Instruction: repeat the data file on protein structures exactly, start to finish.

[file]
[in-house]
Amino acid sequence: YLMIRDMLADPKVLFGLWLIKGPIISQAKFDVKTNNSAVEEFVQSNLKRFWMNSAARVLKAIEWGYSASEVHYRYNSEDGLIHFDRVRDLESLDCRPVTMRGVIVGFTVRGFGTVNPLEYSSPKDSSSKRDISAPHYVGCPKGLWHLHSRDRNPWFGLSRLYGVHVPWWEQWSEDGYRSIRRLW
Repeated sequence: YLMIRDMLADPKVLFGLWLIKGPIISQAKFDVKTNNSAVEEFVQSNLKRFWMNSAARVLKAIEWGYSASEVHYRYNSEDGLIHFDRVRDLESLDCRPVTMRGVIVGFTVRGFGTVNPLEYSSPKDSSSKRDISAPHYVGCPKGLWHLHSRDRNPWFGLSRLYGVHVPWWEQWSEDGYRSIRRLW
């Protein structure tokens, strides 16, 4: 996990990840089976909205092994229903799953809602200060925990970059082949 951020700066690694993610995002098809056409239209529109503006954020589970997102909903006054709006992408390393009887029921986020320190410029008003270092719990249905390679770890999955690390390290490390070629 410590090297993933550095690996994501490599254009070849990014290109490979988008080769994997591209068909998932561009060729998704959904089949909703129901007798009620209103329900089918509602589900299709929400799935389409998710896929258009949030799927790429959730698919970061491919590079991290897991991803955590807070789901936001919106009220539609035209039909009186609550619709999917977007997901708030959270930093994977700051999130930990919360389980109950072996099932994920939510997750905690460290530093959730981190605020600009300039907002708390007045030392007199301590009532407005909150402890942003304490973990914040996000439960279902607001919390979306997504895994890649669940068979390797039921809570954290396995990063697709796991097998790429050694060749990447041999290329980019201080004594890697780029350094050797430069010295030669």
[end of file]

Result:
[in-house]
Amino acid sequence: YLMIRDMLADPKVLFGLWLIKGPIISQAKFDVKTNNSAVEEFVQSNLKRFWMNSAARVLKAIEWGYSASEVHYRYNSEDGLIHFDRVRDLESLDCRPVTMRGVIVGFTVRGFGTVNPLEYSSPKDSSSKRDISAPHYVGCPKGLWHLHSRDRNPWFGLSRLYGVHVPWWEQWSEDGYRSIRRLW
Repeated sequence: YLMIRDMLADPKVLFGLWLIKGPIISQAKFDVKTNNSAVEEFVQSNLKRFWMNSAARVLKAIEWGYSASEVHYRYNSEDGLIHFDRVRDLESLDCRPVTMRGVIVGFTVRGFGTVNPLEYSSPKDSSSKRDISAPHYVGCPKGLWHLHSRDRNPWFGLSRLYGVHVPWWEQWSEDGYRSIRRLW
């Protein structure tokens, strides 16, 4: 996990990840089976909205092994229903799953809602200060925990970059082949 951020700066690694993610995002098809056409239209529109503006954020589970997102909903006054709006992408390393009887029921986020320190410029008003270092719990249905390679770890999955690390390290490390070629 410590090297993933550095690996994501490599254009070849990014290109490979988008080769994997591209068909998932561009060729998704959904089949909703129901007798009620209103329900089918509602589900299709929400799935389409998710896929258009949030799927790429959730698919970061491919590079991290897991991803955590807070789901936001919106009220539609035209039909009186609550619709999917977007997901708030959270930093994977700051999130930990919360389980109950072996099932994920939510997750905690460290530093959730981190605020600009300039907002708390007045030392007199301590009532407005909150402890942003304490973990914040996000439960279902607001919390979306997504895994890649669940068979390797039921809570954290396995990063697709796991097998790429050694060749990447041999290329980019201080004594890697780029350094050797430069010295030669």